At Activcore, I get to provide 1:1 individualized care in order to establish the root cause of your pain. As a pelvic health physical therapist, I have received advanced training in order to identify and treat the pelvic floor but also connect impairments in the pelvic floor such as coccyx pain to how your body is functioning on a global level.
Seeing a pelvic health physical therapist can help determine the source of pain as well as a treatment plan for long-term relief. Below are some of the treatments your pelvic health physical therapist may employ.
- Manual therapy: External and/or internal hands-on techniques to address tissue restrictions and pain.
- Neuromuscular re-education: Retraining of the pelvic floor muscles to contract, relax, and elongate at the right time.
- Physiological Downregulation/Upregulation: If your central nervous system is too amped up or too sleepy, your physical therapist can help your central nervous system relearn appropriate responses to stimuli.
- Whole Body Approach: Remembering that segments above and below have an effect on your pelvis, your physical therapist will assess and treat any mechanical abnormalities that can be contributing to your pain.
Check out our Pelvic Health page to learn more about overcoming coccydynia and pelvic floor dysfunction.
Disclaimer: The views expressed in this article are based on the opinion of the author, unless otherwise noted, and should not be taken as personal medical advice. The information provided is intended to help readers make their own informed health and wellness decisions.
Learn more about how a physical therapist and performance specialist can help you by clicking here to find an Activcore location near you.
Also check out our Telehealth offerings to get help from the comfort of your home.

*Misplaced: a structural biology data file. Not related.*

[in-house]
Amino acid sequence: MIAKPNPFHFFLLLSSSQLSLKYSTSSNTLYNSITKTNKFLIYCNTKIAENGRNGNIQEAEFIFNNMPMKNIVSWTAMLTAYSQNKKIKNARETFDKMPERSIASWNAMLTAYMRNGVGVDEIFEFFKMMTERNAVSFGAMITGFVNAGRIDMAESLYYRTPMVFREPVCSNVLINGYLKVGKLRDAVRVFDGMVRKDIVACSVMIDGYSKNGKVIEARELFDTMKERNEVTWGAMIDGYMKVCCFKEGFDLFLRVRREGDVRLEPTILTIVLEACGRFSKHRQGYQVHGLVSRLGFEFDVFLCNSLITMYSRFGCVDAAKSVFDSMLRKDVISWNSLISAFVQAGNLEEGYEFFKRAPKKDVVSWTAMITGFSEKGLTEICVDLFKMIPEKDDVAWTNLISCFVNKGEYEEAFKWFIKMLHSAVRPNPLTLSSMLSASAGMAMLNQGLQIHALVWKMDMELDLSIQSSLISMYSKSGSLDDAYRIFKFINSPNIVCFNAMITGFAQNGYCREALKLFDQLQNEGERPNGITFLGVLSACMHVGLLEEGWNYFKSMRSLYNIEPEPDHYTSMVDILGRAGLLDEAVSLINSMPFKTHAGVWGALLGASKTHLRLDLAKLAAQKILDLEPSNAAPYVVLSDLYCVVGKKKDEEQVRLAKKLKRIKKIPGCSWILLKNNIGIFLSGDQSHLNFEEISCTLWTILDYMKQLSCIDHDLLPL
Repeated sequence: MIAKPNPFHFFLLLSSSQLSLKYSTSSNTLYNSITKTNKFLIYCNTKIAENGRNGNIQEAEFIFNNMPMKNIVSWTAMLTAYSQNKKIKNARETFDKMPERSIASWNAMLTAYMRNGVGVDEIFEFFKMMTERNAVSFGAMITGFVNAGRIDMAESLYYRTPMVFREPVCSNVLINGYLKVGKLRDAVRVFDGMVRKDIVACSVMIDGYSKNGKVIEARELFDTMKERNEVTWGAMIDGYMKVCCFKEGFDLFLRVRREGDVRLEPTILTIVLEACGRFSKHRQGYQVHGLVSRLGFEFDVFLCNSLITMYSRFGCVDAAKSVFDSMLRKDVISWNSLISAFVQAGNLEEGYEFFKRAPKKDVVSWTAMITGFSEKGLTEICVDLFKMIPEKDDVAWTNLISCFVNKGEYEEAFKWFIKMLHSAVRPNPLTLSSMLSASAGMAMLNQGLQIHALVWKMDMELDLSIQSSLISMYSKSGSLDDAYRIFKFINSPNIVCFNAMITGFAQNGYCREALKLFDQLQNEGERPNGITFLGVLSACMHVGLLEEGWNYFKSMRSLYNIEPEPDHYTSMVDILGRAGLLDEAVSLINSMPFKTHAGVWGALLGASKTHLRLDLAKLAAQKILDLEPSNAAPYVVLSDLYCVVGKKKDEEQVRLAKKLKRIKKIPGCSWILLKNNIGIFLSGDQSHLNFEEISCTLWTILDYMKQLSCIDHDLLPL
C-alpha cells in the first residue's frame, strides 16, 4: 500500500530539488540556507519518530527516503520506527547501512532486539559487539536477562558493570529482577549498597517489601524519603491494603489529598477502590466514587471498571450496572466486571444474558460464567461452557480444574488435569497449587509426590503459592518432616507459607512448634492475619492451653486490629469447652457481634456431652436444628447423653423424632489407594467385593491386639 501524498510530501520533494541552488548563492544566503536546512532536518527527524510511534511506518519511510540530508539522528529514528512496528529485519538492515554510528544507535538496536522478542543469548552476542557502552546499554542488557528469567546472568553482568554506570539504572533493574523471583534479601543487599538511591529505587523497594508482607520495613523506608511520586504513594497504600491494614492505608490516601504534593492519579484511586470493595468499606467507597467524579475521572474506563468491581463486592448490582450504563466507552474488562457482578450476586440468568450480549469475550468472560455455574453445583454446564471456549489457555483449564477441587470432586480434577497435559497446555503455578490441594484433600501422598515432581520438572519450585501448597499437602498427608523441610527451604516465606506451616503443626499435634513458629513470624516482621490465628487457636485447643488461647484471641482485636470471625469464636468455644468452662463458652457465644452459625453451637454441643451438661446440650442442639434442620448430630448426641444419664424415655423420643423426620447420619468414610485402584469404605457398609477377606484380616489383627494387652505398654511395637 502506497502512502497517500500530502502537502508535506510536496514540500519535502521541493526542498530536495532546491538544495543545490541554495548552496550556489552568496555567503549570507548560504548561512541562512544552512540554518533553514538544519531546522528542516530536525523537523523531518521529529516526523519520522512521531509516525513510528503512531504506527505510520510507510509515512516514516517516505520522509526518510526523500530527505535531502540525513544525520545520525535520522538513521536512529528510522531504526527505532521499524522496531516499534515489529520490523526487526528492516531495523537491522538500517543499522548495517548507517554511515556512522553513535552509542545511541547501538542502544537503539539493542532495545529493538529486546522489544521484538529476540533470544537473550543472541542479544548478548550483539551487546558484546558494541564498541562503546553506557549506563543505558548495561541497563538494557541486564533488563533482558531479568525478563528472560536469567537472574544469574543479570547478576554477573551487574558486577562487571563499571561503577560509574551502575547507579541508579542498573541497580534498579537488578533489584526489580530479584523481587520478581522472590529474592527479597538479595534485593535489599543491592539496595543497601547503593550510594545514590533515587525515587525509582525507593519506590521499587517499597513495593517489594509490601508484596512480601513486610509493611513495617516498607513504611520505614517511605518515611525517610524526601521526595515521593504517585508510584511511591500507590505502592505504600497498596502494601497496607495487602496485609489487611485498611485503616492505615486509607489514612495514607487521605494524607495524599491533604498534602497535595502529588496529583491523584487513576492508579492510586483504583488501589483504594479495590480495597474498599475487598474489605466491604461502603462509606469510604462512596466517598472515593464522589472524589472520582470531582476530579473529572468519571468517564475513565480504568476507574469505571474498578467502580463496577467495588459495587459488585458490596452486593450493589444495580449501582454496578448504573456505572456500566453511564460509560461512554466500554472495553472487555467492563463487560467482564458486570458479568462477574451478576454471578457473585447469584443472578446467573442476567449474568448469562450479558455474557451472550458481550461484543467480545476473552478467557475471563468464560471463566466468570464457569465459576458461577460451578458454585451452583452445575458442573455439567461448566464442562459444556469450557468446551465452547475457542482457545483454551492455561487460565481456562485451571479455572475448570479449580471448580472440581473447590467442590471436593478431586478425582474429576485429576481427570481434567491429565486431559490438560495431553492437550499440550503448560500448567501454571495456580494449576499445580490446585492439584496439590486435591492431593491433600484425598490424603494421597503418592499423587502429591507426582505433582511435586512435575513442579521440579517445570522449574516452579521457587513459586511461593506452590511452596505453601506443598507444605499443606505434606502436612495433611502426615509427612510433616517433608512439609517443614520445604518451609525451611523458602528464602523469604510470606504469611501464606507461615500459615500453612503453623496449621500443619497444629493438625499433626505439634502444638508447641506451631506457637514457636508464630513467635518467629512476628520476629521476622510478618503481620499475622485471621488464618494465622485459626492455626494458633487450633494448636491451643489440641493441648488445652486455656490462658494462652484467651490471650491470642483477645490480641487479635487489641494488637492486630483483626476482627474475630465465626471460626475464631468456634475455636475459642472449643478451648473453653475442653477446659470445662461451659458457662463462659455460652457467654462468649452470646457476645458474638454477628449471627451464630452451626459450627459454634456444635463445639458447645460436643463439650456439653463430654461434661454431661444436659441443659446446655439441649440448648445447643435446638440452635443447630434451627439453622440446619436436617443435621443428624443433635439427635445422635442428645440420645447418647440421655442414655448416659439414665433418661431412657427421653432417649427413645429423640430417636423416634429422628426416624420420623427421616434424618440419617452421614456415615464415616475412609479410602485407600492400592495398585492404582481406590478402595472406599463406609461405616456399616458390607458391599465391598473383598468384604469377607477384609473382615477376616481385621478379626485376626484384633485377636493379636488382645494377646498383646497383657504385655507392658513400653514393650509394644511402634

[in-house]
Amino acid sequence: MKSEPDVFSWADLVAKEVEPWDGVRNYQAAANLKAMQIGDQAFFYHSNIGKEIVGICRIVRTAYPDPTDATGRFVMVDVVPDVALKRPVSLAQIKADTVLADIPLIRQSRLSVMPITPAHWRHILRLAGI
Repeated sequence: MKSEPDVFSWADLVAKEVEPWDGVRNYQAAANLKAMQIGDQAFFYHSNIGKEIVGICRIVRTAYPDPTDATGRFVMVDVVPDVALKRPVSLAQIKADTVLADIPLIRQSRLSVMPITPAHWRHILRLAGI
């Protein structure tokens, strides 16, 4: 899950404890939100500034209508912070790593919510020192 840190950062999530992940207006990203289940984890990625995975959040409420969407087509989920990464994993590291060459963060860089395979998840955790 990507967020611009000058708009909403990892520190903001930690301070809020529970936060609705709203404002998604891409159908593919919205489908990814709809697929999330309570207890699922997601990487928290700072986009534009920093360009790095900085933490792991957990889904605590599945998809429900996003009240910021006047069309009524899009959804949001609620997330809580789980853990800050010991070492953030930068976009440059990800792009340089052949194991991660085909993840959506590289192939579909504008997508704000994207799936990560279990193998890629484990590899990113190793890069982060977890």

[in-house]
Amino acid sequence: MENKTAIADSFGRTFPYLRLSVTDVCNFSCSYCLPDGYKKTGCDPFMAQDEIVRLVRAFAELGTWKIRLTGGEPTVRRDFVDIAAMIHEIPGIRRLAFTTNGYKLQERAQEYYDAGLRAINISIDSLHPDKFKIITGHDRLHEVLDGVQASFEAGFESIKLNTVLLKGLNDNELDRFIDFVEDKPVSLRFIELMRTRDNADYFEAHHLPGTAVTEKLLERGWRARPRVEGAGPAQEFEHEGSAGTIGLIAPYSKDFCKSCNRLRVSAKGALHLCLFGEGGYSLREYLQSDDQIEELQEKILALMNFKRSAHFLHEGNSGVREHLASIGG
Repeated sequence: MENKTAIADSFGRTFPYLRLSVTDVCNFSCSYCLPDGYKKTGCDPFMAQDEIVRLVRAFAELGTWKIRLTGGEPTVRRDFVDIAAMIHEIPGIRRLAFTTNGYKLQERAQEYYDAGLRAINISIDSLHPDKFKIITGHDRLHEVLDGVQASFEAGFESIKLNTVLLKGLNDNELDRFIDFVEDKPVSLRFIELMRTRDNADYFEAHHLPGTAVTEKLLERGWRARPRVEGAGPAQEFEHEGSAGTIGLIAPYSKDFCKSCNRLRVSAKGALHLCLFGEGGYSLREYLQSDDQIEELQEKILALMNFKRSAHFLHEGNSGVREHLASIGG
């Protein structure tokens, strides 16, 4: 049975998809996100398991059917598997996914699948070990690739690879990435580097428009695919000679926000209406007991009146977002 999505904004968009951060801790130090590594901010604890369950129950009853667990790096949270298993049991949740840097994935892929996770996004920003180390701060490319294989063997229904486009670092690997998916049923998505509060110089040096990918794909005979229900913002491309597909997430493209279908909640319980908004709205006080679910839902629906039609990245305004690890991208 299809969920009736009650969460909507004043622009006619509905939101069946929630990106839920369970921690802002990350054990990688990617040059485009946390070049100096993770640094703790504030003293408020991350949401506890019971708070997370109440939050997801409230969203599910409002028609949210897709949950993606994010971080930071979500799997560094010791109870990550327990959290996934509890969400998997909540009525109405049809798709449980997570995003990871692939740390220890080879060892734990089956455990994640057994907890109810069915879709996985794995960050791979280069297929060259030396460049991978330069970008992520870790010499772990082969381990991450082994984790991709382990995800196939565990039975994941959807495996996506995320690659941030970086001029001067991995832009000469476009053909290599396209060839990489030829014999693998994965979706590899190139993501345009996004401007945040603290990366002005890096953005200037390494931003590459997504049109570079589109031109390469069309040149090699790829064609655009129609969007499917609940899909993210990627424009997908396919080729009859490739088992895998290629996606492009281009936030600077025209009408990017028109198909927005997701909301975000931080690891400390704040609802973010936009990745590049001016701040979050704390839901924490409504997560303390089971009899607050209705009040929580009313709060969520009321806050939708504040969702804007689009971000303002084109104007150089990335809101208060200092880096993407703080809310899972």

Dunkley, C.R, & Brotto, L.A. (2016). Psychological treatments for provoked vestibulodynia: Integration of mindfulness-based and cognitive behavioral therapies. Journal of Clinical Psychology, 72, 637-650.
Grassi, R., Lombardi, G., Reginelli, A., Capasso, F., Romano, F., Floriani, I., & Colacurci, N. (2007). Coccygeal movement: Assessment with dynamic MRI. European Journal of Radiology, 61, 473-479.
Mahmood, S., Ebraheim, N., Stirton, J., & Varatharajan, A. (2018). Coccydynia: A literature review of its anatomy, etiology, presentation, diagnosis, and treatment. International Journal of Musculoskeletal Disorders, IJMD-109. doi: 10.29011/ IJMD-109. 000009.
Thiele, G.H. (1937). Coccygodynia and the pain in the superior gluteal region and down the back of the thigh: Causation by tonic spasm of the levator ani, coccygeus, and piriformis muscles and relief by massage of these muscles. Journal of the American Medical Association.
Vodusek, D.B., (2004). Anatomy and neurocontrol of the pelvic floor. Digestion, 69, 87-92.
Ashley graduated from The College of New Jersey with a bachelor’s degree in psychology and from Rutgers University with her doctorate in physical therapy. While in college, she achieved her 200 hour yoga teacher certification from YogaStream, a Yoga Alliance certified yoga school. She also has advanced post-graduate training in the treatment of issues surrounding pelvic health via Evidence in Motion and the Herman and Wallace Rehabilitation Institute.
Ashley is passionate about creating a safe, inclusive environment for all her patients and optimizing care to reflect each patient’s personal health and wellness goals. Ashley treats all people regardless of their sex or gender identity and has a special interest in addressing pelvic pain conditions and helping yoga practitioners optimize their movement.
As a practitioner, Ashley regards the pelvic floor as part of an integrated whole and carries this mentality forward in treatment plans designed to optimize health, wellness, and participation. Ashley has developed her skills as an orthopedic and pelvic health physical therapist as well as a yoga teacher and combines her diverse educational backgrounds to treat you from head to toe. [READ MORE]